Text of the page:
Staff Publications

Staff Publications

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    'Staff publications' is the digital repository of Wageningen University & Research

    'Staff publications' contains references to publications authored by Wageningen University staff from 1976 onward.

    Publications authored by the staff of the Research Institutes are available from 1995 onwards.

    Full text documents are added when available. The database is updated daily and currently holds about 240,000 items, of which 72,000 in open access.

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Record number 432469
Title Multiple regression model for thermal inactivation of Listeria monocytogenes in liquid food products
Author(s) Lieverloo, J.H.M.; Roode, M. de; Fox, M.B.; Zwietering, M.H.; Wells-Bennik, M.H.J.
Source Food Control 29 (2013)2. - ISSN 0956-7135 - p. 394 - 400.
Department(s) Food Microbiology Laboratory
Publication type Refereed Article in a scientific journal
Publication year 2013
Keyword(s) sublethal heat-shock - escherichia-coli o157-h7 - growth temperature - scott-a - pseudomonas-aeruginosa - salmonella-typhimurium - resistance - milk - ph - thermotolerance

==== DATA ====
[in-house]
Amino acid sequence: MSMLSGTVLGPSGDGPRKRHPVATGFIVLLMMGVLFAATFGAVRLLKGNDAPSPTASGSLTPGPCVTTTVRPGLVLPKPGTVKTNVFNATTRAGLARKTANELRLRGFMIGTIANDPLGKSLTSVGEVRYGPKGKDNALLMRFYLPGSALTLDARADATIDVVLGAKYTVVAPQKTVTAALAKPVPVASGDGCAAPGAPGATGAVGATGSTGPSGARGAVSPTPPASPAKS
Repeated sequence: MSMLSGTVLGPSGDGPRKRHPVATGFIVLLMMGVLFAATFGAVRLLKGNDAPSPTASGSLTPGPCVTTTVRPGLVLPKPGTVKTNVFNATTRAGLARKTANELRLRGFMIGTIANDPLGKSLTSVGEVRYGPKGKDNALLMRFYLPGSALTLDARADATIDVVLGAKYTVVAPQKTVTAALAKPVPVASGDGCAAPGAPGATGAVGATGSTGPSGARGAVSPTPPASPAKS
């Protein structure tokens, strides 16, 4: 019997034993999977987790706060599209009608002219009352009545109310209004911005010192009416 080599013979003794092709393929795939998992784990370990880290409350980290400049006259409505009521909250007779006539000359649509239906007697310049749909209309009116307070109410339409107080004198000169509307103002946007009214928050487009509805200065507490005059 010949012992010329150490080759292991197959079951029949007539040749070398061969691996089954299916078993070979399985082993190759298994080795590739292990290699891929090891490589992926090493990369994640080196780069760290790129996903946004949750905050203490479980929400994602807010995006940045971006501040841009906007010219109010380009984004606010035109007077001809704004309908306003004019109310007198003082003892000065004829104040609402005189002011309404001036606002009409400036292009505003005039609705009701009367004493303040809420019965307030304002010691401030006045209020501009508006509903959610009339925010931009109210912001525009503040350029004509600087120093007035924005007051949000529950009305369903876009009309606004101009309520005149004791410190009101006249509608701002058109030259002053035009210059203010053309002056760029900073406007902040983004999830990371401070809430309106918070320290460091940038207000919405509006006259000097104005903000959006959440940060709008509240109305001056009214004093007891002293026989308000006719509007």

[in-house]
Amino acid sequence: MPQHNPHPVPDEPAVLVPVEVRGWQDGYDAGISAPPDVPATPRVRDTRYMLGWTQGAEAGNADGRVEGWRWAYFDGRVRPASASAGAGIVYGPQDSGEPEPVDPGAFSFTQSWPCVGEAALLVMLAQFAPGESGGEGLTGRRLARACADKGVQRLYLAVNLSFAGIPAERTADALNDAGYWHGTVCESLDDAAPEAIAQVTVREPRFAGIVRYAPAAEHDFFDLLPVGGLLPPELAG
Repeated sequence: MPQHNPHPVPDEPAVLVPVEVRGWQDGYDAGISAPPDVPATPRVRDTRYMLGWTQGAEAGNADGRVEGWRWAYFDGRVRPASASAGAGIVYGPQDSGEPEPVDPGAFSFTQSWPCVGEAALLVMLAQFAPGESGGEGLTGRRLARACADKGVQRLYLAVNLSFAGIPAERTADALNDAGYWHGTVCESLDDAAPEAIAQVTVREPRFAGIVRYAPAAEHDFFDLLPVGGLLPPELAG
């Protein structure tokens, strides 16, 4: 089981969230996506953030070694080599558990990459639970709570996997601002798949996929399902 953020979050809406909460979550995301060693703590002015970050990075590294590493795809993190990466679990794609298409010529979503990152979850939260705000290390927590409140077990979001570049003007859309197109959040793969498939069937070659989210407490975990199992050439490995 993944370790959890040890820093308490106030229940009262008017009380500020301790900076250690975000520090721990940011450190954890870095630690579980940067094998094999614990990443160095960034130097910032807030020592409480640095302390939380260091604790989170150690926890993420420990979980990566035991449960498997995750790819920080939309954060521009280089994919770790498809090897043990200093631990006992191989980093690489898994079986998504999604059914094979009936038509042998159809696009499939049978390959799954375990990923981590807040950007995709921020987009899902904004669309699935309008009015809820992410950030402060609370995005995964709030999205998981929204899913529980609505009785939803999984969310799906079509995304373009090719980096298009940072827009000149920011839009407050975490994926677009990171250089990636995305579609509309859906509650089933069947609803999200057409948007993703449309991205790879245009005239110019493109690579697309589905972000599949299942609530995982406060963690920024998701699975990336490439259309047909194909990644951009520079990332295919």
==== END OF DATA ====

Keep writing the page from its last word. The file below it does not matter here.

Abstract A multiple regression model was constructed for thermal inactivation of Listeria monocytogenes in liquid food products, based on 802 sets of data with 51 different strains and 6 cocktails of strains published from 1984 to 2010. Significant variables, other than inactivation temperature, were pH, sodium chloride content, sugar content, the temperature of growth or storage before inactivation, in addition to a heat shock before inactivation. The constructed model for thermal inactivation of L. monocytogenes has a reduced variability as these variables are known to influence the thermal resistance (and these are known or controllable in practice). Mean simulation results of inactivation of L. monocytogenes during pasteurisation (20 s, 76 °C) of raw milk (calculated mean level after growth 14 cfu/l) were comparable with results of a single regression model constructed from inactivation data found in experiments in milk only (175 data sets, 18 strains/cocktails). Both models predicted a probability of survival of less than 1 in a billion litres. The study shows that multiple regression modelling can be used to obtain a model from all data available, with a limited and realistic uncertainty level, while retaining the variability of heat resistance due to the 51 strains and 6 cocktails of strains (unknown and not controllable in practice).
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